(Adds GDP growth outlook in final paragraph.)
April 11 (Bloomberg) -- Rice, sugar and rubber output in Thailand is at risk because of prolonged drought, according to the government forecaster, which warned that the dry conditions may be aggravated by the development of an El Nino this year.
The dry weather has already spread to 38 of 77 provinces since September, Anan Lila, secretary-general of the Office of Agricultural Economics, said in an interview today. The minor rice crop that’s now being harvested may drop 12 percent to 10.74 million metric tons, said Anan.
The warning from Anan highlights the risks to agricultural output across Asia from drier-than-usual weather even before the possible onset later this year of an El Nino event, which can affect weather worldwide and parch Southeast Asia. Forecasters in Australia and the United states boosted their forecasts for the chances of an El Nino this week. Thailand ranks among the world’s top two exporters for rice, sugar and rubber.
“If drought persists until the start of the planting season in May, it will delay rice plantings, possibly curbing output,” Anan said in Bangkok. Should an El Nino develop, that could cut rainfall, worsening the drought and hurting the farm sector, he said.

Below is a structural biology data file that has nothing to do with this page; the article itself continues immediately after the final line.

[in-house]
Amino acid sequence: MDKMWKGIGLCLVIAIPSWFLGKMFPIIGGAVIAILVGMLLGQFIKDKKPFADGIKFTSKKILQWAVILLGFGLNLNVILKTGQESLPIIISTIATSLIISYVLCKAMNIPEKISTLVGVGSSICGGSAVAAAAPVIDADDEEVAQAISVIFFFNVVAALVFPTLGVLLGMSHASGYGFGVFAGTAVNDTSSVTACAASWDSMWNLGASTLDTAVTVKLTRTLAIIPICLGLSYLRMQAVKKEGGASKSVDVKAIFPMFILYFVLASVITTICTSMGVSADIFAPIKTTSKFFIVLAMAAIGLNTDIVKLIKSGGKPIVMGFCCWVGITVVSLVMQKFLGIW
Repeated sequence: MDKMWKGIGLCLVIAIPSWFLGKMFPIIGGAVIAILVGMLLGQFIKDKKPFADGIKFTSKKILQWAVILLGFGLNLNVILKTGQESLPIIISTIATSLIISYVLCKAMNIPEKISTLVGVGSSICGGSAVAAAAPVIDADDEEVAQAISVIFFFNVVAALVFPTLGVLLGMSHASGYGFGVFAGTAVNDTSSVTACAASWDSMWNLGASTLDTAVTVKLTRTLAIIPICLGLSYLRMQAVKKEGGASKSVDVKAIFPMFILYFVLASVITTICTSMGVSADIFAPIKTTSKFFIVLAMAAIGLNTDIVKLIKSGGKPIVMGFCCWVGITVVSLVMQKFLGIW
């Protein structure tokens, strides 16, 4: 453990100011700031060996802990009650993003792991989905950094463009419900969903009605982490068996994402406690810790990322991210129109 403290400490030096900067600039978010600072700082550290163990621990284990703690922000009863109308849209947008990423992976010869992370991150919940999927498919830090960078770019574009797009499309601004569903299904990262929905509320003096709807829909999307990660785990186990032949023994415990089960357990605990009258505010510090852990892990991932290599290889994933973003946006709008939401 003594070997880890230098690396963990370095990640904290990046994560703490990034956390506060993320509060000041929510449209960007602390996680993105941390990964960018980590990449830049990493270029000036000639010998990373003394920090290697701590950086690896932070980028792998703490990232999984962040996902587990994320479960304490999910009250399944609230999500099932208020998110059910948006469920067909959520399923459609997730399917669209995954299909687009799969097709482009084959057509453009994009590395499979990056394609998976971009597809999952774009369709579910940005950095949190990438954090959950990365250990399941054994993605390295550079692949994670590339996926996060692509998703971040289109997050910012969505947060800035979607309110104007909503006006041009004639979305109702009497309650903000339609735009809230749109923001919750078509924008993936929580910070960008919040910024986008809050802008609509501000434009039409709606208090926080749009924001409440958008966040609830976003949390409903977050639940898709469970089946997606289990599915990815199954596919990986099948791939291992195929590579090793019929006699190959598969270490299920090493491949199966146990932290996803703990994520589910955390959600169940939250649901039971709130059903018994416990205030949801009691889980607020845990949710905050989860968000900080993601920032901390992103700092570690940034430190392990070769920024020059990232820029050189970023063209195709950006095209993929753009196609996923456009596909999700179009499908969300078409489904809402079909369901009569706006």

A prolonged drought in Thailand would lower the quality of sugar cane, cutting the crop’s sugar content, while also reducing the volume of rubber latex, said Anan. It would cut production from oil palms, he said.
Dry weather devastated 329,978 rai (52,797 hectares) of rice land, equivalent to production of 195,301 tons, data from the office show. Damage to other crops is being assessed and revised output forecasts should be released in June, he said.
The chances that an El Nino will develop are growing, the U.S. Climate Prediction Center said yesterday, boosting the odds to 65 percent from 52 percent. The probability is seen as over 70 percent, Australia’s Bureau of Meteorology said on April 8.
El Ninos, triggered by a warming of the tropical Pacific Ocean, can roil agricultural markets as farmers contend with drought or too much rain. In Southeast Asia, the events can curb rainfall. The last El Nino occurred in 2009 to 2010.
World food prices surged in March to the highest level in 10 months, according to the Rome-based United Nations’ Food & Agriculture Organization. The agency’s 55-item gauge is at its highest level since May after dry weather across the globe lifted the cost of everything from beef to wheat.
While the dry weather may hurt output of rice in Thailand, the country is holding record stockpiles after a state-buying program from farmers. The reserves will increase to 14.1 million tons this year from 12.8 million tons in 2013, according to the U.S. Department of Agriculture.
“Production declines may boost prices, but the upside is limited because of ample supplies in domestic and world markets,” said Anan. The FAO yesterday raised its estimate of global rice output for 2013, highlighting a world surplus.
Agricultural accounts for 8.3 percent of gross domestic product in Southeast’s Asia’s largest economy after Indonesia, according to the central bank. GDP may expand 3 percent this year amid a political crisis, 1.5 percentage points lower than seen six months ago, the World Bank said this week.